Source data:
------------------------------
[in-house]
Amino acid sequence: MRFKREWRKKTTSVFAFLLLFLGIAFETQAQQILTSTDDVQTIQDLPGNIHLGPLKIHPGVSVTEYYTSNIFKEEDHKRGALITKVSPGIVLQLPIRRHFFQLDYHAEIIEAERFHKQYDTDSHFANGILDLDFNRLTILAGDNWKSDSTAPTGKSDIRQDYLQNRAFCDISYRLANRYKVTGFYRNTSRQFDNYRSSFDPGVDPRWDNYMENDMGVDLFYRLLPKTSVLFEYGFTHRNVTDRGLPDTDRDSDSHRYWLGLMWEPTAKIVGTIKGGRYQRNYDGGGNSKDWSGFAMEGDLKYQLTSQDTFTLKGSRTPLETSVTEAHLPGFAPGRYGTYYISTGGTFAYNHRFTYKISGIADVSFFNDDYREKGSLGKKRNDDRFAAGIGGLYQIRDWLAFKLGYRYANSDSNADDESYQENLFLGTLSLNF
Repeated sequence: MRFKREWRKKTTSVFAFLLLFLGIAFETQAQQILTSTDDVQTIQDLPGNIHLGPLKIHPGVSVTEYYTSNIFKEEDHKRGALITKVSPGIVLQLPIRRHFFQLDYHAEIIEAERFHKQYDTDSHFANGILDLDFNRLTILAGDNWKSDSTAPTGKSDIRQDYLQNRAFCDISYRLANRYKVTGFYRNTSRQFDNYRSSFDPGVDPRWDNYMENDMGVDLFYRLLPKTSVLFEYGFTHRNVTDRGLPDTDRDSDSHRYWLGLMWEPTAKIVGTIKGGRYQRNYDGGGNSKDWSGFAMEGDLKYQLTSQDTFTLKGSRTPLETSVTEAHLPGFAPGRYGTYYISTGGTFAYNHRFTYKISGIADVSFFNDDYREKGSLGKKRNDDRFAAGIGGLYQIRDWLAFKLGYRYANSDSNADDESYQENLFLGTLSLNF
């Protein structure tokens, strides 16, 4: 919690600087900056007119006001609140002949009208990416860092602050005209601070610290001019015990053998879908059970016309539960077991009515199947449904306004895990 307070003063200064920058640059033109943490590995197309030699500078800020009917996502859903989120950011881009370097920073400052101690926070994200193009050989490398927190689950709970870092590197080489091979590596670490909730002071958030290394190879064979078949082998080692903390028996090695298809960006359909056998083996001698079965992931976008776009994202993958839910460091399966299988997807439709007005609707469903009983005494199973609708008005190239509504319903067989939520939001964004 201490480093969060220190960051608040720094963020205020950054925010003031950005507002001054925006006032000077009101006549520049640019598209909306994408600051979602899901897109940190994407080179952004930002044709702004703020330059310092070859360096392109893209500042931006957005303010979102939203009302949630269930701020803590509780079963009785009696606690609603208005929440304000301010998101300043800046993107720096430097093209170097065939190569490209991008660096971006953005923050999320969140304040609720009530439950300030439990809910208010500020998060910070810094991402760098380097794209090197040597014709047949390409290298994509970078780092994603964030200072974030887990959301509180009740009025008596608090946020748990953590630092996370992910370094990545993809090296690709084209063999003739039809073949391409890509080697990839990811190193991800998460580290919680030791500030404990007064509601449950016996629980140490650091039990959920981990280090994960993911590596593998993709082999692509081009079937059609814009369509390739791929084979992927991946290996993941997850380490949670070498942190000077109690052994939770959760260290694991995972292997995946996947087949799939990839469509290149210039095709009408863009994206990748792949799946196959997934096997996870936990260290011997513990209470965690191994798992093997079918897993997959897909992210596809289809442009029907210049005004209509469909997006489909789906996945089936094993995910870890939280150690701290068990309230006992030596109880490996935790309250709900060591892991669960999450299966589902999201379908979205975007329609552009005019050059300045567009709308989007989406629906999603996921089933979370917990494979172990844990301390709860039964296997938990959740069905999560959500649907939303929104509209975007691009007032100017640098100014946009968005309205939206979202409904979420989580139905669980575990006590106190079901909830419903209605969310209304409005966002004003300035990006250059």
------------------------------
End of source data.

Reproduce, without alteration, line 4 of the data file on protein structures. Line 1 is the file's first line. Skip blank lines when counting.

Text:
């Protein structure tokens, strides 16, 4: 919690600087900056007119006001609140002949009208990416860092602050005209601070610290001019015990053998879908059970016309539960077991009515199947449904306004895990 307070003063200064920058640059033109943490590995197309030699500078800020009917996502859903989120950011881009370097920073400052101690926070994200193009050989490398927190689950709970870092590197080489091979590596670490909730002071958030290394190879064979078949082998080692903390028996090695298809960006359909056998083996001698079965992931976008776009994202993958839910460091399966299988997807439709007005609707469903009983005494199973609708008005190239509504319903067989939520939001964004 201490480093969060220190960051608040720094963020205020950054925010003031950005507002001054925006006032000077009101006549520049640019598209909306994408600051979602899901897109940190994407080179952004930002044709702004703020330059310092070859360096392109893209500042931006957005303010979102939203009302949630269930701020803590509780079963009785009696606690609603208005929440304000301010998101300043800046993107720096430097093209170097065939190569490209991008660096971006953005923050999320969140304040609720009530439950300030439990809910208010500020998060910070810094991402760098380097794209090197040597014709047949390409290298994509970078780092994603964030200072974030887990959301509180009740009025008596608090946020748990953590630092996370992910370094990545993809090296690709084209063999003739039809073949391409890509080697990839990811190193991800998460580290919680030791500030404990007064509601449950016996629980140490650091039990959920981990280090994960993911590596593998993709082999692509081009079937059609814009369509390739791929084979992927991946290996993941997850380490949670070498942190000077109690052994939770959760260290694991995972292997995946996947087949799939990839469509290149210039095709009408863009994206990748792949799946196959997934096997996870936990260290011997513990209470965690191994798992093997079918897993997959897909992210596809289809442009029907210049005004209509469909997006489909789906996945089936094993995910870890939280150690701290068990309230006992030596109880490996935790309250709900060591892991669960999450299966589902999201379908979205975007329609552009005019050059300045567009709308989007989406629906999603996921089933979370917990494979172990844990301390709860039964296997938990959740069905999560959500649907939303929104509209975007691009007032100017640098100014946009968005309205939206979202409904979420989580139905669980575990006590106190079901909830419903209605969310209304409005966002004003300035990006250059």